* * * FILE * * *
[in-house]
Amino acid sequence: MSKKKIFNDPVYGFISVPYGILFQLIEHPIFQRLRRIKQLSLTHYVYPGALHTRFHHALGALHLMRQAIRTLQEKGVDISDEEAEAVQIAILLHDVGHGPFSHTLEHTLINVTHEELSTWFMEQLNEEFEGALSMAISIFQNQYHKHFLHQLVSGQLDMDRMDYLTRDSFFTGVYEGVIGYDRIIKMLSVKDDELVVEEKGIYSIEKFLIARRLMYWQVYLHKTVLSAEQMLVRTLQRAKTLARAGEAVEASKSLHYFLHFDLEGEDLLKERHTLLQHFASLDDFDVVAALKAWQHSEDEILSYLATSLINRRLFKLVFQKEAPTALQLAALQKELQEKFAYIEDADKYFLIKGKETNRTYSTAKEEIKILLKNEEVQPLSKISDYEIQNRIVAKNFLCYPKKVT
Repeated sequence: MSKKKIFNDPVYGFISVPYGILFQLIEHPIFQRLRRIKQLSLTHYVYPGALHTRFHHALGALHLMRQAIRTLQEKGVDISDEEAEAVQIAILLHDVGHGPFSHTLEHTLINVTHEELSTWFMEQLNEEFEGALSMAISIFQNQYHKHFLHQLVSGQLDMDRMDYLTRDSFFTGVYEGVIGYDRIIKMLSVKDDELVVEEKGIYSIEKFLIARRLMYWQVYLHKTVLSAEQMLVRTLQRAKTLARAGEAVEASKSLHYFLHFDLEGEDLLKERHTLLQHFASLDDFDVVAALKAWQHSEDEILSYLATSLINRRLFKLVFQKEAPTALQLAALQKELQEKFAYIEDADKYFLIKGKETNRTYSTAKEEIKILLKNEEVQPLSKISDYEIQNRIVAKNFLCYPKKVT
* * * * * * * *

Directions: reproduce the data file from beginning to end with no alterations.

[in-house]
Amino acid sequence: MSKKKIFNDPVYGFISVPYGILFQLIEHPIFQRLRRIKQLSLTHYVYPGALHTRFHHALGALHLMRQAIRTLQEKGVDISDEEAEAVQIAILLHDVGHGPFSHTLEHTLINVTHEELSTWFMEQLNEEFEGALSMAISIFQNQYHKHFLHQLVSGQLDMDRMDYLTRDSFFTGVYEGVIGYDRIIKMLSVKDDELVVEEKGIYSIEKFLIARRLMYWQVYLHKTVLSAEQMLVRTLQRAKTLARAGEAVEASKSLHYFLHFDLEGEDLLKERHTLLQHFASLDDFDVVAALKAWQHSEDEILSYLATSLINRRLFKLVFQKEAPTALQLAALQKELQEKFAYIEDADKYFLIKGKETNRTYSTAKEEIKILLKNEEVQPLSKISDYEIQNRIVAKNFLCYPKKVT
Repeated sequence: MSKKKIFNDPVYGFISVPYGILFQLIEHPIFQRLRRIKQLSLTHYVYPGALHTRFHHALGALHLMRQAIRTLQEKGVDISDEEAEAVQIAILLHDVGHGPFSHTLEHTLINVTHEELSTWFMEQLNEEFEGALSMAISIFQNQYHKHFLHQLVSGQLDMDRMDYLTRDSFFTGVYEGVIGYDRIIKMLSVKDDELVVEEKGIYSIEKFLIARRLMYWQVYLHKTVLSAEQMLVRTLQRAKTLARAGEAVEASKSLHYFLHFDLEGEDLLKERHTLLQHFASLDDFDVVAALKAWQHSEDEILSYLATSLINRRLFKLVFQKEAPTALQLAALQKELQEKFAYIEDADKYFLIKGKETNRTYSTAKEEIKILLKNEEVQPLSKISDYEIQNRIVAKNFLCYPKKVT